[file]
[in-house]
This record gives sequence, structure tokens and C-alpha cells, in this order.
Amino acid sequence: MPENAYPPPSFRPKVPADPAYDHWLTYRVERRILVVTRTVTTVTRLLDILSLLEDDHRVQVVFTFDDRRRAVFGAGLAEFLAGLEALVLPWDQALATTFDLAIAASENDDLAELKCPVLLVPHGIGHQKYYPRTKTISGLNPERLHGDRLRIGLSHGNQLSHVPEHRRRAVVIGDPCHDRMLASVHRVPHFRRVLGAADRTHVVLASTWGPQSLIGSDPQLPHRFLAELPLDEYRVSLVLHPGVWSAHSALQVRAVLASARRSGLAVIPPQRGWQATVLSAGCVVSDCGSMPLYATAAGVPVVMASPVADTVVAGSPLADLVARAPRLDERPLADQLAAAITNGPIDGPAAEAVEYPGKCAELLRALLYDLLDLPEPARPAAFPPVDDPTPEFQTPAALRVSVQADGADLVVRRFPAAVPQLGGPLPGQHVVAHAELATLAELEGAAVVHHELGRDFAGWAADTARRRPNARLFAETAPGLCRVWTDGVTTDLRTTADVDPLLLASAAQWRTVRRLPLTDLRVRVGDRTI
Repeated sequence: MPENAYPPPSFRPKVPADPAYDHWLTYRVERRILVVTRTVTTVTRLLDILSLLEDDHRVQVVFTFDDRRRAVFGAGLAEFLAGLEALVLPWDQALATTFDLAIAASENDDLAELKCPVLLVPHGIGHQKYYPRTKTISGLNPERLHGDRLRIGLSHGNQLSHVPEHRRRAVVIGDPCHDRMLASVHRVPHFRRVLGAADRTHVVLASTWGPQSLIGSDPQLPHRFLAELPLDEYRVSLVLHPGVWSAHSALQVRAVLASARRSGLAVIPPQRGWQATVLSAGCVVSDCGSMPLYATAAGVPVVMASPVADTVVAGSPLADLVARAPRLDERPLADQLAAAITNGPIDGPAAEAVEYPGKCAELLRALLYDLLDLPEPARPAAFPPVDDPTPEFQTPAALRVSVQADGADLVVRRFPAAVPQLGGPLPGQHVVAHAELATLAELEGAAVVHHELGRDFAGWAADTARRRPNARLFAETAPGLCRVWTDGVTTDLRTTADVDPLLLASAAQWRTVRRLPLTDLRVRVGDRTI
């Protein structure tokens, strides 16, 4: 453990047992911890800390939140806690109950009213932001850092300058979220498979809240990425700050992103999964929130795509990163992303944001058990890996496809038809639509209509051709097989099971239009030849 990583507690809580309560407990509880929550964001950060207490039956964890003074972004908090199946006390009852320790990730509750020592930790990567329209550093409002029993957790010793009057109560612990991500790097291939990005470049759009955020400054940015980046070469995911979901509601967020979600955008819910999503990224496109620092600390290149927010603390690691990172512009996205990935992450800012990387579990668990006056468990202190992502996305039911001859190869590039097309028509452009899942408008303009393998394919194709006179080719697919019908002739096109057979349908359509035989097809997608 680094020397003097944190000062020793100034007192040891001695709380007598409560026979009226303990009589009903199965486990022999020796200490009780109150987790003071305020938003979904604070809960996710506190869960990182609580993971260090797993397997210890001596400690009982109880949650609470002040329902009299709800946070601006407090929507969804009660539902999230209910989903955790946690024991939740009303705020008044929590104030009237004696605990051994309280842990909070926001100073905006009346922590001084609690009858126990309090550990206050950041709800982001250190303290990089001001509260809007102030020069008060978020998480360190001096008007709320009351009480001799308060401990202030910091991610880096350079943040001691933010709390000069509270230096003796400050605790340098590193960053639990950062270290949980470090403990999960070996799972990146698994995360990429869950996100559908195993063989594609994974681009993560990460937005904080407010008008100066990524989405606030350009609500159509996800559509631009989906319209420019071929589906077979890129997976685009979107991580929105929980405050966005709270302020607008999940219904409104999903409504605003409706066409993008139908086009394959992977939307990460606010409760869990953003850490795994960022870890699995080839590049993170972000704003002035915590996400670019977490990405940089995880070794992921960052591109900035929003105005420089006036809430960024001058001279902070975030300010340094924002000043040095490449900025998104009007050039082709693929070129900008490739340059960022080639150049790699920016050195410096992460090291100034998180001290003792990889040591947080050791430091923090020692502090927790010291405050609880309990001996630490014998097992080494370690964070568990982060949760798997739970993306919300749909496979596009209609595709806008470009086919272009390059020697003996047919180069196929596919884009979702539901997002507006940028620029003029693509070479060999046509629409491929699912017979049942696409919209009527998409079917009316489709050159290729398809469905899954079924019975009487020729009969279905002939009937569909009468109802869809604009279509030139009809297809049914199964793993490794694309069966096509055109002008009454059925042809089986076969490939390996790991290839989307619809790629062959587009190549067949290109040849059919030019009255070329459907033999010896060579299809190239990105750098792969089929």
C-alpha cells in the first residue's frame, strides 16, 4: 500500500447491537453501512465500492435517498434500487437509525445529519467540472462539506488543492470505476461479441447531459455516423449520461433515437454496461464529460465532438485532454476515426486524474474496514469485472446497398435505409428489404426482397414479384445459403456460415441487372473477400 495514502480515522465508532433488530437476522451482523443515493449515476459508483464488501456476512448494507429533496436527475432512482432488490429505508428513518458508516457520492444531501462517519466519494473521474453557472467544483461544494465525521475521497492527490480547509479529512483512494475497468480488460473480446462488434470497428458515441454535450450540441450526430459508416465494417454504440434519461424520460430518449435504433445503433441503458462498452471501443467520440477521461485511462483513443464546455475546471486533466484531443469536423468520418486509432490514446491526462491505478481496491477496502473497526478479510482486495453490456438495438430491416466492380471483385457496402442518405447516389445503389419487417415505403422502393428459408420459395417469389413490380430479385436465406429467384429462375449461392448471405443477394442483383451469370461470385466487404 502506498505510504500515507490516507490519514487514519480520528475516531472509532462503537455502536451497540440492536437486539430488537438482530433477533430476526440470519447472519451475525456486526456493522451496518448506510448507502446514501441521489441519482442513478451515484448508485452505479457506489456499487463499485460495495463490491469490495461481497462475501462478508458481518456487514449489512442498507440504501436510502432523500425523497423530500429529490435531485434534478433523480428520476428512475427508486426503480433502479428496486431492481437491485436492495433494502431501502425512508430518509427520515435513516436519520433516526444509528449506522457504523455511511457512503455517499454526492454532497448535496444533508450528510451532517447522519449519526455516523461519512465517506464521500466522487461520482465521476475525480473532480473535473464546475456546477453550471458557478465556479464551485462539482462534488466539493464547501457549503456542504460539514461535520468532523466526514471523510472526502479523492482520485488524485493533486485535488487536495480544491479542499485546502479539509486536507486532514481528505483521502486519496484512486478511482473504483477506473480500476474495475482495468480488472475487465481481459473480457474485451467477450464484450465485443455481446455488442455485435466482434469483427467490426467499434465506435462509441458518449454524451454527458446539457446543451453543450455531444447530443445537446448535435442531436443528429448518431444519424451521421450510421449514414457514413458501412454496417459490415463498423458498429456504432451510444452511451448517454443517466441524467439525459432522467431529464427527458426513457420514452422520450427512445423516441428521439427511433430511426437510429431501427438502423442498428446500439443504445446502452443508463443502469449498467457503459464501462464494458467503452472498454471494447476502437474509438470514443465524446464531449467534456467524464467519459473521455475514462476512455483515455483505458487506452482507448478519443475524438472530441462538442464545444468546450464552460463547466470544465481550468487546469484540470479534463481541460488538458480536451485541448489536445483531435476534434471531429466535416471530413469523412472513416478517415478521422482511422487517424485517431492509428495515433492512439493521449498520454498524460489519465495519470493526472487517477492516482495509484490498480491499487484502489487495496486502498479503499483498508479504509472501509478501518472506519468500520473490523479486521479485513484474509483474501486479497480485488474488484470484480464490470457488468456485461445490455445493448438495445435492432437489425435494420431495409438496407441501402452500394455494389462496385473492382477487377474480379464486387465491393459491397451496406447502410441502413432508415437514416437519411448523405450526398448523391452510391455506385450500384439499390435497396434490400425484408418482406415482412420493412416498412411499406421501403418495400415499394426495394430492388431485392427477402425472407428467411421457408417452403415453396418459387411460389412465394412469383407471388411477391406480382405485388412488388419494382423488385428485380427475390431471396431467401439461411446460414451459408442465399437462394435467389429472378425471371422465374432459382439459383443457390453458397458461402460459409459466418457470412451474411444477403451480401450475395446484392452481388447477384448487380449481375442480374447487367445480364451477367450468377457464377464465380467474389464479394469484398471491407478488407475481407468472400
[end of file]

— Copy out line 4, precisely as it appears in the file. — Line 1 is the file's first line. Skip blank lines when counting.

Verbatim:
Repeated sequence: MPENAYPPPSFRPKVPADPAYDHWLTYRVERRILVVTRTVTTVTRLLDILSLLEDDHRVQVVFTFDDRRRAVFGAGLAEFLAGLEALVLPWDQALATTFDLAIAASENDDLAELKCPVLLVPHGIGHQKYYPRTKTISGLNPERLHGDRLRIGLSHGNQLSHVPEHRRRAVVIGDPCHDRMLASVHRVPHFRRVLGAADRTHVVLASTWGPQSLIGSDPQLPHRFLAELPLDEYRVSLVLHPGVWSAHSALQVRAVLASARRSGLAVIPPQRGWQATVLSAGCVVSDCGSMPLYATAAGVPVVMASPVADTVVAGSPLADLVARAPRLDERPLADQLAAAITNGPIDGPAAEAVEYPGKCAELLRALLYDLLDLPEPARPAAFPPVDDPTPEFQTPAALRVSVQADGADLVVRRFPAAVPQLGGPLPGQHVVAHAELATLAELEGAAVVHHELGRDFAGWAADTARRRPNARLFAETAPGLCRVWTDGVTTDLRTTADVDPLLLASAAQWRTVRRLPLTDLRVRVGDRTI